NSW approves Shenhua’s Watermark Coal project amid opposition from farmers

7 September 2014 (Last Updated September 7th, 2014 18:30)

The New South Wales (NSW) Planning Assessment Commission (PAC) in Australia has recommended the Watermark coal mine for approval, but imposed 25 conditions to be addressed relating to water modelling.

The New South Wales (NSW) Planning Assessment Commission (PAC) in Australia has recommended the Watermark coal mine for approval, but imposed 25 conditions to be addressed relating to water modelling.

The Watermark Coal project, which is being developed by the China-based Shenhua Group, is located on the Liverpool Plains near Gunnedah in northern NSW.

During the review, the commission also pointed out that the mine should not affect the black soils of the Liverpool Plains.

PAC said in a statement that it is: "Generally satisfied that the site of this proposal, on the less fertile, higher ground above the Liverpool Plains, should be able to be mined without significant impacts on the agricultural productivity of the Liverpool Plains."

"The site of this proposal, on the less fertile, higher ground above the Liverpool Plains, should be able to be mined without significant impacts on the agricultural productivity."

The project is being opposed by farmers due to the impacts it is likely to have on water availability in the area and on its highly fertile black soil.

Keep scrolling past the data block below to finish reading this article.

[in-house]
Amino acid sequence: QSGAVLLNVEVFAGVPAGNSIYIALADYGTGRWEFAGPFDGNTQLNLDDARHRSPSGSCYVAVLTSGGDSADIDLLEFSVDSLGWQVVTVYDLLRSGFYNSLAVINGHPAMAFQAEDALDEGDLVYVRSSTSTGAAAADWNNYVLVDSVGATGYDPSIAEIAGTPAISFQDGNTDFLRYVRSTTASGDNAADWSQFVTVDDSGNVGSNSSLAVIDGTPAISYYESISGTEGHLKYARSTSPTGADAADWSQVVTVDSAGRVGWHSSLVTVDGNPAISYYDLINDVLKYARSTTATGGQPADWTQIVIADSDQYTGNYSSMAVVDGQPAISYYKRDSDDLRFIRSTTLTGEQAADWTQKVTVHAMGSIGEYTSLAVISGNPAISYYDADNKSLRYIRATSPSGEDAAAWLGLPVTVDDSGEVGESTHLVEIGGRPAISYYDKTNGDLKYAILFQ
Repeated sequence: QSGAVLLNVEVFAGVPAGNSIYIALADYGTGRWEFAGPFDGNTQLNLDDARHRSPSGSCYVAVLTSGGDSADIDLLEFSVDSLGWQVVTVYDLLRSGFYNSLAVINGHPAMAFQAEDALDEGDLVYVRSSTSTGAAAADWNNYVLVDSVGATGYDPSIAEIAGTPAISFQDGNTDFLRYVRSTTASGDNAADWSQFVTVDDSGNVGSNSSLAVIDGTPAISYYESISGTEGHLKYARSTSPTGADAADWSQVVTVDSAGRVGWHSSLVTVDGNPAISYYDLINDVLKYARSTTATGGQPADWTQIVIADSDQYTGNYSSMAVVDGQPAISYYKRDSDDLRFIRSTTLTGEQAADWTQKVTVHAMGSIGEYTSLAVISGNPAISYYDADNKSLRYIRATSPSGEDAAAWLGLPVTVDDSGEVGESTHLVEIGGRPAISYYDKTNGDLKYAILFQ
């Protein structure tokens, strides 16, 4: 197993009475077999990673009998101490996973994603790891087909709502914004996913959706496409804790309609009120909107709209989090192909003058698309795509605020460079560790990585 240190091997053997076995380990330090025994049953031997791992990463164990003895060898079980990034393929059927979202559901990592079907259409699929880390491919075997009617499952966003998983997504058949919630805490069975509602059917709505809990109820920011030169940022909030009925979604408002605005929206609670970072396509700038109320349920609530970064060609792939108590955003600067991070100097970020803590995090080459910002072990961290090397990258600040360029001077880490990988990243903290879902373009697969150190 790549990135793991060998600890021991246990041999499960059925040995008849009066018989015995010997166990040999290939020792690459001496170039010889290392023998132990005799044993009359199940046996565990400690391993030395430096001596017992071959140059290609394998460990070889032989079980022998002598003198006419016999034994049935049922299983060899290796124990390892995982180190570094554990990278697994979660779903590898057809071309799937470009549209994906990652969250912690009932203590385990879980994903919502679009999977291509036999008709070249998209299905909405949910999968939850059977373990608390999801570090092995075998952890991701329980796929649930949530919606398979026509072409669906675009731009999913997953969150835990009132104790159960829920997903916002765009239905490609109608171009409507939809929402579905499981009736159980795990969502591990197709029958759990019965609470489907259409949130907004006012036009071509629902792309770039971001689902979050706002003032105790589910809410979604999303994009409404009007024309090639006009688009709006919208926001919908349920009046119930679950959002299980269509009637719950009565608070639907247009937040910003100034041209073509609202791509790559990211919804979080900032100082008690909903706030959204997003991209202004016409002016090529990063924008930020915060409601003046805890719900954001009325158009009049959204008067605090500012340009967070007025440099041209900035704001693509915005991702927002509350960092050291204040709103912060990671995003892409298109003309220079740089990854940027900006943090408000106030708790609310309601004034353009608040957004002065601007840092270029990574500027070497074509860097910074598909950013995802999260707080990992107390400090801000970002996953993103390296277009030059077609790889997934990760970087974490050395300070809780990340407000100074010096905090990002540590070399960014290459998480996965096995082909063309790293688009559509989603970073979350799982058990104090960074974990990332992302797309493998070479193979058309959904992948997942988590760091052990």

NSW Farmers president Fiona Simson said: "The NSW Government has comprehensively failed to put in place the right checks and balances to protect precious agricultural areas.

"The commission has rightly identified that the mine would be located in the middle of some of the most significant and valuable agricultural land in the country, but has underestimated the actions needed to ensure the long-term viability of farming in the area.

"We will work through the report over the coming days but we strongly believe it is past time the NSW Government drew a line in the sand and protected our land, water and livelihoods."

Watermark Coal project manager Paul Jackson said: "We have always maintained the project should be considered using fact and science and we hope the PAC review will satisfy any doubts there may be about the science underpinning our assessment.

"For the last six years we have worked tirelessly, consulted widely with the community, listened to their views and refined our proposal to accommodate community concerns."

The open cut Watermark mine is estimated to produce up to ten million tonnes of coal a year during the mine's life of 30 years.